Ultrahigh vacuum chamber for synchrotron x‐ray diffraction from films adsorbed on single‐crystal surfaces
Dennison, J. R.
Wang, S. -K.
Dai, Pengcheng, 1963-
Ehrlich, S. N.
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An ultrahigh vacuum chamber has been developed for structural analysis of adsorbed films and single‐crystal surfaces using synchrotron x‐ray diffraction. It is particularly well suited for investigations of physisorbed and other weakly bound films. The chamber is small enough to transport and mount directly on a standard four‐axis diffractometer and can also be used independently of the x‐ray diffractometer. A low‐current, pulse‐counting, low‐energy electron diffraction/Auger spectroscopy system with a position‐sensitive detector enables in situ characterization of the film and substrate while the sample is located at the x‐ray scattering position. A closed‐cycle He refrigerator and electron bombardment heater provide controlled substrate temperatures from 30 to 1300 K. The chamber is also equipped with an ion sputter gun, a quadrupole mass spectrometer, and a gas handling system. Details of the design and operation of the instrument are described. To demonstrate the performance of the instrument, we present some preliminary results of a study of Xe physisorbed on the Ag(111) surface.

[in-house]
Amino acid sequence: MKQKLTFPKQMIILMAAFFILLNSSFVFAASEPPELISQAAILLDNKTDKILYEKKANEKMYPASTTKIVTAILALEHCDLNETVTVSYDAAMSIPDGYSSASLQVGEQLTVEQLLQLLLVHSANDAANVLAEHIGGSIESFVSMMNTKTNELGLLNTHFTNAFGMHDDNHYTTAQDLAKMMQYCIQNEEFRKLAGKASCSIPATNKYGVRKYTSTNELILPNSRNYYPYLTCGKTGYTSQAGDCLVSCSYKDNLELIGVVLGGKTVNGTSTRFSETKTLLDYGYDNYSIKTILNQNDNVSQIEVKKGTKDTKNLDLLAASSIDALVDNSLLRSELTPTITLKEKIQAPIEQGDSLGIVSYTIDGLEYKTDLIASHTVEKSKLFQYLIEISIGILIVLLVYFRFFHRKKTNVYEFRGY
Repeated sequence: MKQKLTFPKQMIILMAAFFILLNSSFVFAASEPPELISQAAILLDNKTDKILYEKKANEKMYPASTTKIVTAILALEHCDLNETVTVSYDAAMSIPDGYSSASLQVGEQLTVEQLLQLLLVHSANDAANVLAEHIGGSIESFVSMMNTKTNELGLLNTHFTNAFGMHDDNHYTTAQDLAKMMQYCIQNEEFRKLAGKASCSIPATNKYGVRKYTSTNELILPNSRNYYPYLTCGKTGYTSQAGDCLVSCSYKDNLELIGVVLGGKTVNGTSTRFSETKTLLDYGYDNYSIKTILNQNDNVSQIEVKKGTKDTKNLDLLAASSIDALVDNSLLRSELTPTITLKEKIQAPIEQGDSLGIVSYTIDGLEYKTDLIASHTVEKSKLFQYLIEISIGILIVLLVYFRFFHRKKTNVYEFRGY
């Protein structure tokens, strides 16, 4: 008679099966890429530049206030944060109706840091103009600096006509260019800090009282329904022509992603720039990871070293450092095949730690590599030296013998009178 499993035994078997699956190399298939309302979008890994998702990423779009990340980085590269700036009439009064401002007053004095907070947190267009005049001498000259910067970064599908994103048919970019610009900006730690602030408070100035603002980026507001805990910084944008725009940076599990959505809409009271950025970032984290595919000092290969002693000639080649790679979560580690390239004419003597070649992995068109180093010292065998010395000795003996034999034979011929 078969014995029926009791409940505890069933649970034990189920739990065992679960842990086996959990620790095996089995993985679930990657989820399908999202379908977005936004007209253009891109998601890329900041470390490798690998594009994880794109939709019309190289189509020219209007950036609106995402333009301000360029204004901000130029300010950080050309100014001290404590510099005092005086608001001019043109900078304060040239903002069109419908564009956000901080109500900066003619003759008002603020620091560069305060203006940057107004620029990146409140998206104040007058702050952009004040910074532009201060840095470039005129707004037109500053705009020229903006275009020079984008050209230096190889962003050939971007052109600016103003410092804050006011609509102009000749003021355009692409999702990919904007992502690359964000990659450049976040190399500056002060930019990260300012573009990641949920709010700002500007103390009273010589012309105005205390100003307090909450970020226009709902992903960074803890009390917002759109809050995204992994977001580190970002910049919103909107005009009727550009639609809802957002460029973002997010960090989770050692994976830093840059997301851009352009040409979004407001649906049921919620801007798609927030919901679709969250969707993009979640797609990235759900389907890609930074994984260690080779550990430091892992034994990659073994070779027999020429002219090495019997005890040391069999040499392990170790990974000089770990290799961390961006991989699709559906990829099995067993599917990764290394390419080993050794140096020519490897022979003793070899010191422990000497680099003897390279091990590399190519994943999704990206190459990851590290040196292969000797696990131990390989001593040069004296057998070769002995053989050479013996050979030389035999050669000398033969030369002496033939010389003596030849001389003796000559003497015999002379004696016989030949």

Physics and Astronomy publications
Rev. Sci. Instrum. 63, 3835 (1992)